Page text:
decided: November 11, 1971.
Appeal from judgment of sentence of Court of Common Pleas, Trial Division, of Philadelphia, Aug. T., 1970, No. 439, in case of Commonwealth of Pennsylvania v. Isidor Santiago.
David Weinstein, with him Weinstein & Bobrin, for appellant.
Milton M. Stein, Assistant District Attorney, with him J. Bruce McKissock, Assistant District Attorney, James D. Crawford, Deputy District Attorney, Richard A. Sprague, First Assistant District Attorney, and Arlen Specter, District Attorney, for Commonwealth, appellee.
Wright, P. J., Watkins, Montgomery, Jacobs, Hoffman, Spaulding, and Cercone, JJ. Opinion by Jacobs, J. Wright, P.j., and Watkins and Montgomery, JJ., dissent.
[ 220 Pa. Super. Page 112]
At 6:20 on the evening of June 10, 1970, appellant was walking on Green Street, Philadelphia, carrying
[ 220 Pa. Super. Page 113]
two small packets: one silver colored and the other dull in color. Officer Kane of the Philadelphia Police Department, who was patrolling the area, noticed appellant. Although not a member of the narcotics squad, the officer knew appellant and knew that he had been arrested several times on narcotics charges even though he had never been convicted of those charges.
Officer Kane called appellant's name and told him to come over to the patrol car which was parked along the curb. Instead of obeying his command, appellant turned and ran. Kane chased him and finally caught him as he was attempting to climb a fence. The officer pulled him off the fence and as he did so a silver-foil packet fell to the ground. A second packet was found in appellant's hand.*fn1 Appellant was arrested and charged with felonious possession of narcotic drugs. Upon analysis, heroin was found in small glazed bags contained in the packets.
Prior to trial, appellant filed a motion to suppress the evidence which had been seized. The motion was denied and appellant was later found guilty of possession of narcotic drugs.*fn2 Post-trial motions were also denied and he was sentenced. His sole contention in this appeal is that there was no probable cause for his arrest and thus the search made pursuant to this arrest was unlawful. The Commonwealth concedes that the police actions constituted a search, but contends that there was
[ 220 Pa. Super. Page 114]
probable cause for the arrest and that, therefore, the search was lawful.
In order for this warrantless search to be lawful it must have been made pursuant to a lawful arrest. Commonwealth v. Hicks, 434 Pa. 153, 253 A.2d 276 (1969). A warrantless arrest for a felony, as occurred in this case, must be based on probable cause: "This means that 'the facts and circumstances within their [the officers'] knowledge and of which they had reasonably trustworthy information were sufficient in themselves to warrant a man of reasonable caution in believing that the suspect had committed or is committing a crime'. . . ." Commonwealth v. Marino, 435 Pa. 245, 252, 255 A.2d 911, 915 (1969), cert. denied, 397 U.S. 1077 (1970).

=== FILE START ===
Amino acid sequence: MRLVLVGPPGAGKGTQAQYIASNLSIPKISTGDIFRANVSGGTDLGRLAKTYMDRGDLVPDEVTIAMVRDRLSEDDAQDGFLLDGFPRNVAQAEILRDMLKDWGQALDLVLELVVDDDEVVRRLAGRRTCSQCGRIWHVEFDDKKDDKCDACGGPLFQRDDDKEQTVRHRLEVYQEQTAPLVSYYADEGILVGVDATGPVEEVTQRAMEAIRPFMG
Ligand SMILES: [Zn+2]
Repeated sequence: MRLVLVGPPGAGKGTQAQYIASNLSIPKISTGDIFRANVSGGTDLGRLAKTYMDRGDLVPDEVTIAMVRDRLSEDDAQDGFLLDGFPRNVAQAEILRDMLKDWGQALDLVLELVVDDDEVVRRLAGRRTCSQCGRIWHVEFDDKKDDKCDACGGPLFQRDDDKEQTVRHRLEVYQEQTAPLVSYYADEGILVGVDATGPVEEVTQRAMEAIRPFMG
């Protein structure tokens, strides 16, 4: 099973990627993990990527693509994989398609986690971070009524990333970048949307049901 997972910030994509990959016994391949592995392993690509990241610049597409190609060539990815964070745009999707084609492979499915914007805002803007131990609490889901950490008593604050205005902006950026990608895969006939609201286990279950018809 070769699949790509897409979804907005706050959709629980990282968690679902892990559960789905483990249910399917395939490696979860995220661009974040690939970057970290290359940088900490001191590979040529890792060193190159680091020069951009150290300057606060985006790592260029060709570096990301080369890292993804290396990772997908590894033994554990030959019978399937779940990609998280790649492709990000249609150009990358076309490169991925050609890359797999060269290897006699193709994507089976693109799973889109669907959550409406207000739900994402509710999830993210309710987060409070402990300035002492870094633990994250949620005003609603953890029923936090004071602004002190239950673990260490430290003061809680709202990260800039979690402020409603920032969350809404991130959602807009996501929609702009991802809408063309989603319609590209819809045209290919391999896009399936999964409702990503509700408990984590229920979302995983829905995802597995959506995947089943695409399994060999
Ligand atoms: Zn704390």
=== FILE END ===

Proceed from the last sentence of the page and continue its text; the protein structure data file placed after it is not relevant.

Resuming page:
In the present case, there are only three factors which could constitute probable cause: (1) appellant had a silver-foil packet and a dull-colored packet in his hand; (2) appellant had previously been arrested, although never convicted, for possession of narcotics; (3) appellant fled when he was summoned by the police officer. The fact that a man, who had never been found guilty of a narcotics offense, is walking on a public street in broad daylight with two small packets in his hand would not lead to a conclusion that he was in possession of narcotics. Even to an experienced police officer, such circumstances would not be an indication that a crime was being committed. Any suspicions which would arise from these facts amount to a mere surmise.
The Commonwealth urges that even if this does not constitute probable cause the subsequent flight created valid grounds for the arrest. The Court in United States v. Margeson, 259 F. Supp. 256 (E.D. Pa. 1966), considered the question of whether flight could constitute probable cause and stated: "Flight, coupled with other factors, such as knowledge of the defendant's prior
[ 220 Pa. Super. Page 115]
criminal record or the sight of contraband or screams for help or reliable information that defendant had attempted to commit or had committed a crime, may be strong indication that there is something that those fleeing wish to hide from the police and may constitute probable cause for arrest. . . . However, flight, in and of itself, is not sufficient to constitute probable cause for otherwise anyone, who does not desire to talk to the police and who either walks or runs away would always be subject to a legal arrest. Such a procedure cannot be countenanced under the Fourth and Fourteenth Amendments as presently interpreted by the Supreme Court." (Emphasis added.) Id. at 265. See also, Commonwealth v. Clarke, 219 Pa. Superior Ct. 340, 280 A.2d 662 (1971). We agree that flight alone does not constitute probable cause, and are of the opinion that in this case there were no factors coupled with flight which might have constituted probable cause for arrest. Appellant had no prior narcotics convictions nor was contraband visible. The evidence should have been suppressed.
Judgment of sentence reversed and a new trial granted.
Judgment of sentence reversed and new trial granted.